Ninth Circuit Judicial Council Approves Experimental Use of Cameras in District Courts

From the Ninth Circuit Judicial Council

SAN FRANCISCO – The Judicial Council of the Ninth Circuit, governing body for
federal courts in the western states, has approved, on an experimental basis, the limited
use of cameras in federal district courts within the circuit. The action was announced
today by Chief Judge Alex Kozinski of the United States Court of Appeals for the Ninth

The Judicial Council voted unanimously to allow the 15 district courts within the Ninth
Circuit to experiment with the dissemination of video recordings in civil non-jury matters
only. The action amends a 1996 Ninth Circuit policy that had prohibited the taking of
photographs, as well as radio and television coverage, of court proceedings in the district
courts. It also responds to a resolution supporting the use of cameras, which was passed
by judges and lawyers attending the 2007 Ninth Circuit Judicial Conference.

“We hope that being able to see and hear what transpires in the courtroom will lead to a
better public understanding of our judicial processes and enhanced confidence in the rule
of law. The experiment is designed to help us find the right balance between the public’s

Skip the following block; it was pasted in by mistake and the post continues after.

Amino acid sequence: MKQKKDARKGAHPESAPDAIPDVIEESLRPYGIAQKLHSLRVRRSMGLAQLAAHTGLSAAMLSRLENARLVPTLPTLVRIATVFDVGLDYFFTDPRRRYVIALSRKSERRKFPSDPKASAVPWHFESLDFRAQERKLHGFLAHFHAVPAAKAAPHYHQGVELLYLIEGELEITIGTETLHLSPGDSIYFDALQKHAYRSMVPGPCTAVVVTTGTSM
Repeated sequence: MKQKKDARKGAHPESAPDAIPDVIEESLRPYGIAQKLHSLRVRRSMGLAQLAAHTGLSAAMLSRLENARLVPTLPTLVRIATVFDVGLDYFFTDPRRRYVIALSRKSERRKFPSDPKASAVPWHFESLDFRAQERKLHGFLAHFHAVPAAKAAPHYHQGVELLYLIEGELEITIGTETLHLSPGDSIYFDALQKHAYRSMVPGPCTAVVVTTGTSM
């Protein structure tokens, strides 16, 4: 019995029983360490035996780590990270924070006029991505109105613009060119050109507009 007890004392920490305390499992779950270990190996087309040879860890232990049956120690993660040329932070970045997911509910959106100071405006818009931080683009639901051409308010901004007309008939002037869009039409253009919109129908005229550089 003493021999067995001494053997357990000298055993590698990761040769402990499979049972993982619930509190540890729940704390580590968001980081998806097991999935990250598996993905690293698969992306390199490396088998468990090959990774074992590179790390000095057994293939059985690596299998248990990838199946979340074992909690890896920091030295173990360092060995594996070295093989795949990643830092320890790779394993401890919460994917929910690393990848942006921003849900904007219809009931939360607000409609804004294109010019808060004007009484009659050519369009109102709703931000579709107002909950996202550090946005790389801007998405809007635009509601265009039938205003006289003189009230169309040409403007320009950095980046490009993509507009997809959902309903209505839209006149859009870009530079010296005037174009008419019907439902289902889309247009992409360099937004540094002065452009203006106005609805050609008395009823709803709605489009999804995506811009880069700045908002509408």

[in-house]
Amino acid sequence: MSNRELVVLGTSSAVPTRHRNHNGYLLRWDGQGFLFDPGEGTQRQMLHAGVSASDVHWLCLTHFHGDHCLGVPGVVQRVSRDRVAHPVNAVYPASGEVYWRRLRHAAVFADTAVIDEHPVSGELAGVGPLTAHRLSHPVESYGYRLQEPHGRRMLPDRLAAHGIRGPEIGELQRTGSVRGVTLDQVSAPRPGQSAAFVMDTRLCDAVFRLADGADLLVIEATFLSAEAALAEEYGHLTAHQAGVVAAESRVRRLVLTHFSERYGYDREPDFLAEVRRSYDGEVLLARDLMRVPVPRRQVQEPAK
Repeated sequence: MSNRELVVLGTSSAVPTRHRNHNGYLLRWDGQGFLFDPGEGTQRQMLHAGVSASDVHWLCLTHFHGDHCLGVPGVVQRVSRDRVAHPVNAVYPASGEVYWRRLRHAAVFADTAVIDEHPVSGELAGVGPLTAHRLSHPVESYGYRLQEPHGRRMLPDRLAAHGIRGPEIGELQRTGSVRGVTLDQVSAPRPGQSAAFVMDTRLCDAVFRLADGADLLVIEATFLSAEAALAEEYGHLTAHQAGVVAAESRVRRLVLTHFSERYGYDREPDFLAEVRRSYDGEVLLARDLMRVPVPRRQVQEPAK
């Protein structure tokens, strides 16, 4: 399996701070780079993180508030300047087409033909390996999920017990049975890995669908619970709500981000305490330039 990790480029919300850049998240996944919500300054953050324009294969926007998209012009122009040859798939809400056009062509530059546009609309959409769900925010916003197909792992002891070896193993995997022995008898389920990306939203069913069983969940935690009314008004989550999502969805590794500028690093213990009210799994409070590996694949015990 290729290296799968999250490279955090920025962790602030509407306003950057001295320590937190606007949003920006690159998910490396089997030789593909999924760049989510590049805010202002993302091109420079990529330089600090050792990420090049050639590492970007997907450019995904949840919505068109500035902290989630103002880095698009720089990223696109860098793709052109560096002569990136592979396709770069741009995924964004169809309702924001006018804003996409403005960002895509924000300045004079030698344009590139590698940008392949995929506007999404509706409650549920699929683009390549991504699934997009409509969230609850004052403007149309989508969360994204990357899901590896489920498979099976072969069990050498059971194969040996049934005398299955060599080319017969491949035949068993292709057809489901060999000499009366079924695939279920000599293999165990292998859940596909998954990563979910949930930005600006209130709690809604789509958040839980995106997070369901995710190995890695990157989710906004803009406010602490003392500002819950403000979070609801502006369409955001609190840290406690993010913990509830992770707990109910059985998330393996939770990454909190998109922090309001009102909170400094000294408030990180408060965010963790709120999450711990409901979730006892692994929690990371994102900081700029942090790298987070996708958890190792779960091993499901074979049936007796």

right to access to the courts and the parties’ right to a fair and dignified proceeding,”
Judge Kozinski said.

Cases to be considered for the pilot program will be selected by the chief judge of the
district court in consultation with the chief circuit judge. The participating district courts
will be asked to evaluate their experiences and report to the Council.

The Ninth Circuit takes in Alaska, Arizona, California, Hawaii, Idaho, Montana, Nevada,
Oregon, Washington, the U.S. Territory of Guam and the Commonwealth of the Northern
Mariana Islands. There are four district courts in California and two in Washington.
The Ninth Circuit Court of Appeals has permitted television and radio broadcasting of
oral arguments with approval of the panel hearing the case. Since 1991, the court has
permitted video and audio recordings of oral arguments in approximately 200 cases.
All of its oral arguments are available on its website –

From the Ninth Circuit Judicial Council

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